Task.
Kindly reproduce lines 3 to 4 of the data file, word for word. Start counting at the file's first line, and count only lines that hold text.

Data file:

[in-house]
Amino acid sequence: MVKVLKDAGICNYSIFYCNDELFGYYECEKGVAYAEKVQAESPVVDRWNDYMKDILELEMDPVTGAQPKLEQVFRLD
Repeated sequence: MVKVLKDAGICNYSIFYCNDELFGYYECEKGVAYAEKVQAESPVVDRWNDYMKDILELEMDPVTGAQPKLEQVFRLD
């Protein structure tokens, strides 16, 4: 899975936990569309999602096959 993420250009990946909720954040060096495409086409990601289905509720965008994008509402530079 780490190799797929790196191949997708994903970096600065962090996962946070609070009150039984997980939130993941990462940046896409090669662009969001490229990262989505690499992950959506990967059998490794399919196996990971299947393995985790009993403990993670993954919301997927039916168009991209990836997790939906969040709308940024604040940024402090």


Repeated sequence: MVKVLKDAGICNYSIFYCNDELFGYYECEKGVAYAEKVQAESPVVDRWNDYMKDILELEMDPVTGAQPKLEQVFRLD
């Protein structure tokens, strides 16, 4: 899975936990569309999602096959 993420250009990946909720954040060096495409086409990601289905509720965008994008509402530079 780490190799797929790196191949997708994903970096600065962090996962946070609070009150039984997980939130993941990462940046896409090669662009969001490229990262989505690499992950959506990967059998490794399919196996990971299947393995985790009993403990993670993954919301997927039916168009991209990836997790939906969040709308940024604040940024402090």